William Porter, Brian Rice and Alicia White face manslaughter, second-degree assault and misconduct in office charges. Edward Nero and Garrett Miller are charged with second-degree assault and misconduct in office. All of the officers have been charged with reckless endangerment.

Though it is unclear exactly how Gray suffered fatal injuries, the medical examiner has ruled Gray's death a homicide. Mosby has accused the officers of failing to get Gray medical attention as he was being transported and of failing to perform their duty regarding the safety of a prisoner.

Defense attorneys and the police union have criticized the prosecution as rushed and flawed. Union officials have said none of the officers is responsible for Gray's death.

In their venue motion in Baltimore Circuit Court, the attorneys refer to a 2011 excessive force civil case against six Baltimore police officers. In that case, the officers arrested a 7-year-old for illegally riding a dirt bike and later handcuffed him to a bench at police headquarters. The child's mother, Lakisa Dinkins, sued for more than $700,000 in compensatory damages.

Attorneys in the Gray case called that case "similar to, but much more temperate" than the one against their clients. The Dinkins case was moved to Howard County after the Court of Special Appeals upheld a Baltimore City Circuit Court judge's decision to grant a change of venue.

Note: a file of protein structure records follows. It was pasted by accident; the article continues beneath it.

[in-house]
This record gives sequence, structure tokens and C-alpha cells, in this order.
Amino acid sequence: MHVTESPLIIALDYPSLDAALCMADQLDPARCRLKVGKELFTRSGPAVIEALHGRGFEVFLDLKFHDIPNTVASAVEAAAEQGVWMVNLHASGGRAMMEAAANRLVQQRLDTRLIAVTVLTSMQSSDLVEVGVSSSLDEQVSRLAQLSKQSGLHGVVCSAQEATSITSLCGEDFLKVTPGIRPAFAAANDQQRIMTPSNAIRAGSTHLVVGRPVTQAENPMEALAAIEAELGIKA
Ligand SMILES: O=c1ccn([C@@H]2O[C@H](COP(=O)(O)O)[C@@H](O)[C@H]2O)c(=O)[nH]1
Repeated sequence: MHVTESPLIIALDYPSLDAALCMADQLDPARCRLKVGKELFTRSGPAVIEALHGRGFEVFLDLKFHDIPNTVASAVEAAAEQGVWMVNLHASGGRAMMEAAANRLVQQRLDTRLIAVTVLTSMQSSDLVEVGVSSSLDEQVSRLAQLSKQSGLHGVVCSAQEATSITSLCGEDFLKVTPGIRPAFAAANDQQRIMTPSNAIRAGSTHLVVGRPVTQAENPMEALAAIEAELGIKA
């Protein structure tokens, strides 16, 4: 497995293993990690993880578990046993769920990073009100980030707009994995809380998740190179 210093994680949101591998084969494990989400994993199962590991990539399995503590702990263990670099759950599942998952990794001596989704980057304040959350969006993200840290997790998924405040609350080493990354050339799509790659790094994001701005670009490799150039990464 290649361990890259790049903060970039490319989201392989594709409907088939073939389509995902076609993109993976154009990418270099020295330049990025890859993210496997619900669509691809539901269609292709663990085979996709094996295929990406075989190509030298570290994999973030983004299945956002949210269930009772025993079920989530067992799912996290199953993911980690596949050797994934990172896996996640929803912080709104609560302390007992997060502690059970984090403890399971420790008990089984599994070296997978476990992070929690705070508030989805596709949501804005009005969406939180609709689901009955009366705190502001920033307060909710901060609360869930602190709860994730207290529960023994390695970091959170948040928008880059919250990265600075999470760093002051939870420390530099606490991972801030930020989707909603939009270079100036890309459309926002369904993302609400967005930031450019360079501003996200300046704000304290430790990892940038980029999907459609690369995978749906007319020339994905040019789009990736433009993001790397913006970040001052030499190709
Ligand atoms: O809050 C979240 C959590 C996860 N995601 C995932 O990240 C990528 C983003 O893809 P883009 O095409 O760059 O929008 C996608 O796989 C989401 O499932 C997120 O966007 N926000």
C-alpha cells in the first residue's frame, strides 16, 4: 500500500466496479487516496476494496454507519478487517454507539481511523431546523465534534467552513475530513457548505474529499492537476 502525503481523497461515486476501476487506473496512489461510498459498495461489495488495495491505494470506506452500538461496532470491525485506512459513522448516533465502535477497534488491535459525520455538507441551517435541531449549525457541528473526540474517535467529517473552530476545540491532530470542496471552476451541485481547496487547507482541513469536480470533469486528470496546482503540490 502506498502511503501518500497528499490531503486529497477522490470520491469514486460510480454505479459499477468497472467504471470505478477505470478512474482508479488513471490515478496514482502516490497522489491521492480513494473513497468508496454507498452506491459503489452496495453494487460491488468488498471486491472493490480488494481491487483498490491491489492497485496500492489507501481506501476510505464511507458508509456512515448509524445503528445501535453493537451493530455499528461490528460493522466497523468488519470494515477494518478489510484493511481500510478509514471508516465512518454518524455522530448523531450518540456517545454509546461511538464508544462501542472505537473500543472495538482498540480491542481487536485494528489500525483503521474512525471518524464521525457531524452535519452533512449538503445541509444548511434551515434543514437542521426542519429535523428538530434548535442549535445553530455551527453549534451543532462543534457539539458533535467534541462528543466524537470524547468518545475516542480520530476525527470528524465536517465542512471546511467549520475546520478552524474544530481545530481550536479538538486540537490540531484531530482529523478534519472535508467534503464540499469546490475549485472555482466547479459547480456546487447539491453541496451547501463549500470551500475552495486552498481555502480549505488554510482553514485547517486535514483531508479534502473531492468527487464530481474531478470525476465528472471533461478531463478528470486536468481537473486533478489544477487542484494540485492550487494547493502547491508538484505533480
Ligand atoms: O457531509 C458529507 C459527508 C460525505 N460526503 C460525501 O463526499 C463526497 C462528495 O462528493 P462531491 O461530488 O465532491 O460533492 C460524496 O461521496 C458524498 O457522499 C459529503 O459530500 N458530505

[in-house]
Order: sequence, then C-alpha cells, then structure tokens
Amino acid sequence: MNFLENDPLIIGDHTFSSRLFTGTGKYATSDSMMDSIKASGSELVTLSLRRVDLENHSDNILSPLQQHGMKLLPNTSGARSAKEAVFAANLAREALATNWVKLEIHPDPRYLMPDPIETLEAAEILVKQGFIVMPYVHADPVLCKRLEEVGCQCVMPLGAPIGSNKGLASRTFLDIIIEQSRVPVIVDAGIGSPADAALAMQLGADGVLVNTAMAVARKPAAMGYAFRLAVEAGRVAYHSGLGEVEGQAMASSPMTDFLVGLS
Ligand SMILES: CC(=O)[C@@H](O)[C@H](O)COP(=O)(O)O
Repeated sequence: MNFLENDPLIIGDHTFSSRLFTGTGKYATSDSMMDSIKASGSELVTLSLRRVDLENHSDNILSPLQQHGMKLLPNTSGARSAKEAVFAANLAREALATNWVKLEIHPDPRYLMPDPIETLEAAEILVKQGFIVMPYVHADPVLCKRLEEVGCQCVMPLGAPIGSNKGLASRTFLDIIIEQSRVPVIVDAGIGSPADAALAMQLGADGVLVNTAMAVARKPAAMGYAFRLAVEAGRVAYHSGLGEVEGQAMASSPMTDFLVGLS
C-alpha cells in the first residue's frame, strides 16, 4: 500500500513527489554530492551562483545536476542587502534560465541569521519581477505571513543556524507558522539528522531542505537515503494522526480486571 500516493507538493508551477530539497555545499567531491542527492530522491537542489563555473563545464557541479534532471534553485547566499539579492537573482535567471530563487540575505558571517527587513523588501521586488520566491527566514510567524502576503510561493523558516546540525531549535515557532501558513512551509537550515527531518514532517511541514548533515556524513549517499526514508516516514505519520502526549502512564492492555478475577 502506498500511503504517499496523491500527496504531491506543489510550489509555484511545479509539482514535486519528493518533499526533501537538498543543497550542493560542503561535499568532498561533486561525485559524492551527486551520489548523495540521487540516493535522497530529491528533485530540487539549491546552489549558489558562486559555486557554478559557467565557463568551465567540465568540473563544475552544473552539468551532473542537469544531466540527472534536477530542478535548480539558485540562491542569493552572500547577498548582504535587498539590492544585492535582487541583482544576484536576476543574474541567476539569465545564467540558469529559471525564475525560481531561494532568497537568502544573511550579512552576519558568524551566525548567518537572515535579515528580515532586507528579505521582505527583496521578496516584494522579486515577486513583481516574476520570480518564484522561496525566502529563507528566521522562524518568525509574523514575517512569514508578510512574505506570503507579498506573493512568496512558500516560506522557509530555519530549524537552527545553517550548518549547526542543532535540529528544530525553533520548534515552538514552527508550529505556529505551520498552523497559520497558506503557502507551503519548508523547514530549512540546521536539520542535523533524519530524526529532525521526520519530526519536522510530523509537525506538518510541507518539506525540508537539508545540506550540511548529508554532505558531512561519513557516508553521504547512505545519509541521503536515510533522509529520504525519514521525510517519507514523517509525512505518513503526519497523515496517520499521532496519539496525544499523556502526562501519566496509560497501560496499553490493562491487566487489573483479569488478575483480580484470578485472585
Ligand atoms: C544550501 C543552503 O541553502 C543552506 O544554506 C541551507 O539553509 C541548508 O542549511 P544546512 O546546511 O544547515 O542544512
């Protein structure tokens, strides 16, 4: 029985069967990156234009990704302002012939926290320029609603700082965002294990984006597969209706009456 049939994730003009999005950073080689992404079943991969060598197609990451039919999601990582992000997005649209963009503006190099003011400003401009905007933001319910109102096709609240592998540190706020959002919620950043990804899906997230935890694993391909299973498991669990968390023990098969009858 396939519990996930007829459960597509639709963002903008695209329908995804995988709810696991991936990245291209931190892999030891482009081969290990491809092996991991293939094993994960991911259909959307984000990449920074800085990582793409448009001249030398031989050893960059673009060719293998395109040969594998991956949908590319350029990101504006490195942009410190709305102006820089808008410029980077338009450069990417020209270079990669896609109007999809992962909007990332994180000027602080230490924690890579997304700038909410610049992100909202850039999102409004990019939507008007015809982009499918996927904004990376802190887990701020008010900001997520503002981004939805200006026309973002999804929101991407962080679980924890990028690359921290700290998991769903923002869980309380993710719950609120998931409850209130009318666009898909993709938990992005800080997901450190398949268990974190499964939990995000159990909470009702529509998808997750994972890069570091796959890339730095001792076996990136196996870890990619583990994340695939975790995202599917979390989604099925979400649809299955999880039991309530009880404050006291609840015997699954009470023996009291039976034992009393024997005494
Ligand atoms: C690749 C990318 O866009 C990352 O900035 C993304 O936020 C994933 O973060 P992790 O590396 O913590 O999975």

A Howard County jury rejected the family's civil suit, even after a judge ruled that the arrest of the boy was illegal.

As for the Boston bombing trial against Dzhokhar Tsarnaev, which remained in Massachusetts federal court, the attorneys in the Gray case noted that the jury pool there included surrounding counties. And unlike in Baltimore, where the curfew affected all citizens, not all potential jurors in Boston were affected, they argued.

In their motion, attorneys in the Gray case warned of a movement in the city to register young men to vote "so they can get on the jury to convict the officers."


"It will be impossible to ferret out the bias and resentment of those prospective jury members who choose to hide their deeply held prejudices to get onto the jury," they said.

The defense attorneys cited U.S. Supreme Court analysis that considers the size of the community, whether "blatantly prejudicial information" was publicized, and the time that elapsed between the alleged crime and the trial.